November 24, 2021

Article
3 min

3 Ways Hyperconvergence Simplifies Data Center Management

Software-defined storage is driving greater business agility. Here’s how.

Joe Lee

As software replaces hardware as the driver of data center infrastructure, organizations are reaping the benefits of easier management, better performance and cost-effective scaling. Hyperconverged infrastructure in particular relies on software-defined storage to simplify the management of critical resources. 

Organizations that adopt HCI no longer have to worry about building out disk groups, RAID groups and input/output operations per second, nor about checking hardware compatibility lists. Instead, they can easily deploy software that ensures hard drives work together, optimally, across the board. 

I’m going to share three ways that HCI enables IT staff to focus on initiatives that move the business forward.

Centralized Management Simplifies the Data Center

Ease of use is one of the biggest payoffs of software-defined storage. Simplified management, coupled with automation, reduces the potential for human error. HCI also makes it easier to manage resources dynamically, responding to the needs of specific workloads and shifting gears as circumstances change. 

Instead of separately managing technologies to configure, maintain and monitor logs and errors, for instance, IT staff can manage the entire infrastructure from a centralized dashboard. Need to manage the hypervisor or provision out another volume to your cluster? The process is simple. Instead of completing a complex series of steps, you can go to the portal, set the amount of storage you need and let the system automatically add it to the cluster.

Ongoing Storage Refreshment Means Better Data Center Performance

HCI also boosts performance, both through automated optimization and by continually refreshing the platform. Improving performance is as simple as adding another node. That node will balance itself out and start moving workloads around. It’s smart enough to understand where virtual machines are making greater demands on storage or processing infrastructure and then keep busier VMs away from those locations.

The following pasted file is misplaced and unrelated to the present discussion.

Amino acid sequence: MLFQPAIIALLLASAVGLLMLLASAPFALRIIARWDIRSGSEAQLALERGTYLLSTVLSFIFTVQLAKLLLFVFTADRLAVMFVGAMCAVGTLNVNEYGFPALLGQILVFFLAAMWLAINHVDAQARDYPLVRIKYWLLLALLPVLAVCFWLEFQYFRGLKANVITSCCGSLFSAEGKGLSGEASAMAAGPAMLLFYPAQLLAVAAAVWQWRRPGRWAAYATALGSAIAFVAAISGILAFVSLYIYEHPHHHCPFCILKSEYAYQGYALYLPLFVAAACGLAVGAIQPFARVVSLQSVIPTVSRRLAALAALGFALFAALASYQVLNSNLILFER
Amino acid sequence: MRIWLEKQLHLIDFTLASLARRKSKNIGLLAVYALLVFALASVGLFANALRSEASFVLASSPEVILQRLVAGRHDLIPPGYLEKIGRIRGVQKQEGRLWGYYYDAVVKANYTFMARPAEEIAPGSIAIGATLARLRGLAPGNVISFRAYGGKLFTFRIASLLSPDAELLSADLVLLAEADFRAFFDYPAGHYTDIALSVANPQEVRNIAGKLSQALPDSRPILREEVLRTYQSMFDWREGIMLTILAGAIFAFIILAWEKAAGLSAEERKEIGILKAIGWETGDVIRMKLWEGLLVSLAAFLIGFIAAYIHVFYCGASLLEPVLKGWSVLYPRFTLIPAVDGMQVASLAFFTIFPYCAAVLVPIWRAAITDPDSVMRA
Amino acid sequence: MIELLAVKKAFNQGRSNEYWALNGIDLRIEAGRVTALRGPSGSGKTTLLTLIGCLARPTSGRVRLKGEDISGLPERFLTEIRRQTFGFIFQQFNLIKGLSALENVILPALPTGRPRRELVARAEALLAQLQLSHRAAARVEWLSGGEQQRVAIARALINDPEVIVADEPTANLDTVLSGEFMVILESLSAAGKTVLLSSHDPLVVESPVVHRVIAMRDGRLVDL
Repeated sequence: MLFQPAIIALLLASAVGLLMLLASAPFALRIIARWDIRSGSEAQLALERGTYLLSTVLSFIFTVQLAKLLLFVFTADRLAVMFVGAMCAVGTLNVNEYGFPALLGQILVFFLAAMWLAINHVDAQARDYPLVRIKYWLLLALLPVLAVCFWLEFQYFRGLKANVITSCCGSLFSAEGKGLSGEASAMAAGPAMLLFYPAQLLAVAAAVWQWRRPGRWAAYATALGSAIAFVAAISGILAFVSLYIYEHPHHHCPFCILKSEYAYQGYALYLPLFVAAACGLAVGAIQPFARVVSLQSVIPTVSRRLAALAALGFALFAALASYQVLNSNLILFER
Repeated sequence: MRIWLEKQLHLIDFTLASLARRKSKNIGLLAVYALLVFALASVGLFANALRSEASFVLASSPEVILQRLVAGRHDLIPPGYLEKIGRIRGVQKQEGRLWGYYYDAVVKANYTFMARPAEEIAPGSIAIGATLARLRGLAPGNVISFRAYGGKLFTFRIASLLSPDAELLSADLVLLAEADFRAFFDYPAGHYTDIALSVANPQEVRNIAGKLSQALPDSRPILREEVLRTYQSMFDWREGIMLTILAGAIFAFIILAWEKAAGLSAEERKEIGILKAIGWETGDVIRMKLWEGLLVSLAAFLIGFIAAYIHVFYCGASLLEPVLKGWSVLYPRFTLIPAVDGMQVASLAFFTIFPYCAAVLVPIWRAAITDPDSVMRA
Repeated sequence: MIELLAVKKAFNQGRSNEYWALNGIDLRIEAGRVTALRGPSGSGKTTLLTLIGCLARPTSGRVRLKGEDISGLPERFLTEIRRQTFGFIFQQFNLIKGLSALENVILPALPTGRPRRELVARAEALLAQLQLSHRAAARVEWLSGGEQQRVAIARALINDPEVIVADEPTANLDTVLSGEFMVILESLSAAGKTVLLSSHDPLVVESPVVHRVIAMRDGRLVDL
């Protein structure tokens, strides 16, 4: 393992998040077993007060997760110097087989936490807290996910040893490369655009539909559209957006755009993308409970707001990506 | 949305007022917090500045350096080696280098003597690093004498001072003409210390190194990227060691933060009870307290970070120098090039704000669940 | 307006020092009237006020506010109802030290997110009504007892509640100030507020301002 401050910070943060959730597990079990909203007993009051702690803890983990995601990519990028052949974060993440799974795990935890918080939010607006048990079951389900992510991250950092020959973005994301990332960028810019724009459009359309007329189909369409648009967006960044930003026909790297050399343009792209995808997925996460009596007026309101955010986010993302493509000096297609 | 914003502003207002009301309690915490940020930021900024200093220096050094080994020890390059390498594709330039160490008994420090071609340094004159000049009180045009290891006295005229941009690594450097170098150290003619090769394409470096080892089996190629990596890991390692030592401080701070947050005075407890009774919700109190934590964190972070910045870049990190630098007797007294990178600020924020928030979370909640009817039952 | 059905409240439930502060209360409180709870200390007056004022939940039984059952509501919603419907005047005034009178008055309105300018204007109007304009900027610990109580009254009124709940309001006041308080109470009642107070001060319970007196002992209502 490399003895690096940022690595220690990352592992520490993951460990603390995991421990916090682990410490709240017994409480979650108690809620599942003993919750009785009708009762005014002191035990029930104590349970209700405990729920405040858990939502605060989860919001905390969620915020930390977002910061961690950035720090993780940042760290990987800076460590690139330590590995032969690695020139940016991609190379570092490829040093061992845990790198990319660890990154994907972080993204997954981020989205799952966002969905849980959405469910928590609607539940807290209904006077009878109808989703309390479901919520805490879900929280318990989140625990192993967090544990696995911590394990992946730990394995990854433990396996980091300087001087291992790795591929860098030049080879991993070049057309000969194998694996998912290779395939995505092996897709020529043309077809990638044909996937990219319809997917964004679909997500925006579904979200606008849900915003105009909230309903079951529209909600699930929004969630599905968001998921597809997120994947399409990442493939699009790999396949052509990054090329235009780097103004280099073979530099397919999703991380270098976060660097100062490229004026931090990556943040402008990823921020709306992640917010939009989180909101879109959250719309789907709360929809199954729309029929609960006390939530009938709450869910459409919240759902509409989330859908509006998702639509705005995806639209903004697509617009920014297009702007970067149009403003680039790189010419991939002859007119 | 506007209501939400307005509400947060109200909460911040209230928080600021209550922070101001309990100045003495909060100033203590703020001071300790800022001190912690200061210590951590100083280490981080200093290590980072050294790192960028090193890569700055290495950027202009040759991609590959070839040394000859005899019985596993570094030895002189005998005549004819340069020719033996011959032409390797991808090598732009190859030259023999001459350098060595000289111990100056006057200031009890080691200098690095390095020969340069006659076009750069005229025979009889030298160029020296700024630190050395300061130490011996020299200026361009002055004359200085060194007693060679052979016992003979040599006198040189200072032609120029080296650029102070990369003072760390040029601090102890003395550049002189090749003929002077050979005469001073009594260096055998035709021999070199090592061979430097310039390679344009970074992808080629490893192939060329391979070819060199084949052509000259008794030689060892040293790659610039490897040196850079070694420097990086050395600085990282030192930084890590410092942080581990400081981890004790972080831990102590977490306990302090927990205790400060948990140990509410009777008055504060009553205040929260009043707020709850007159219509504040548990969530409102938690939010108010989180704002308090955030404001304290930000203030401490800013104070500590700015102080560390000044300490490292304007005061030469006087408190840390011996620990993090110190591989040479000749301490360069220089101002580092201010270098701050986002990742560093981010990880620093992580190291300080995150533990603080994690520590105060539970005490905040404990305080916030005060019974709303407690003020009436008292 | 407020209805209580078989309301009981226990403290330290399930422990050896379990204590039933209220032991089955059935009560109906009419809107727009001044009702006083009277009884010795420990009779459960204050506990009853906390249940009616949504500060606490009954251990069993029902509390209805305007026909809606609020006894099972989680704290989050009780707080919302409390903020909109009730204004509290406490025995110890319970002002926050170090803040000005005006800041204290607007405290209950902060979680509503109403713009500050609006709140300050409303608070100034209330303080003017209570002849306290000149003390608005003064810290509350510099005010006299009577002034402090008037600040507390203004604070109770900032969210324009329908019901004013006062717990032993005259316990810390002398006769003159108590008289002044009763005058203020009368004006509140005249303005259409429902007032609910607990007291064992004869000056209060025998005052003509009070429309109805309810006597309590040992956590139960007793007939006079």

In addition, whenever you add a hyperconverged node, you’re adding a new disk. These newer resources help organizations keep up with software advances. Essentially, it allows for a continuous refreshment of the storage platform. As you add new resources (CPU, RAM, disk), you gain performance and capacity.

Hyperconvergence Enables As-Needed Storage Expansion

Hyperconvergence also allows incremental scale-out and scale-up. Instead of investing in a major hardware upgrade, you can add one node at a time, growing gradually as the organization grows. This approach can be far more cost-effective than buying enough capacity for the next five years and then watching that hardware depreciate.

Many organizations found HCI to be essential during the pandemic. It helped them quickly ramp up virtual desktop infrastructure and other resources that support remote work. Now, the HCI clusters that supported those efforts continue to be valuable for the variable demands of hybrid work. 

Finally, organizations that have adopted HCI enjoy proactive support from manufacturers. As systems automatically detect network misconfigurations, dying hard drives and other issues, they proactively create a ticket with the vendor, which can then recommend remediation. The use of metadata to perform continuous health checks ensures that clusters are running optimally and staying healthy. That reduces downtime while making life easier for IT staff and the business as a whole.

Story by Joe Lee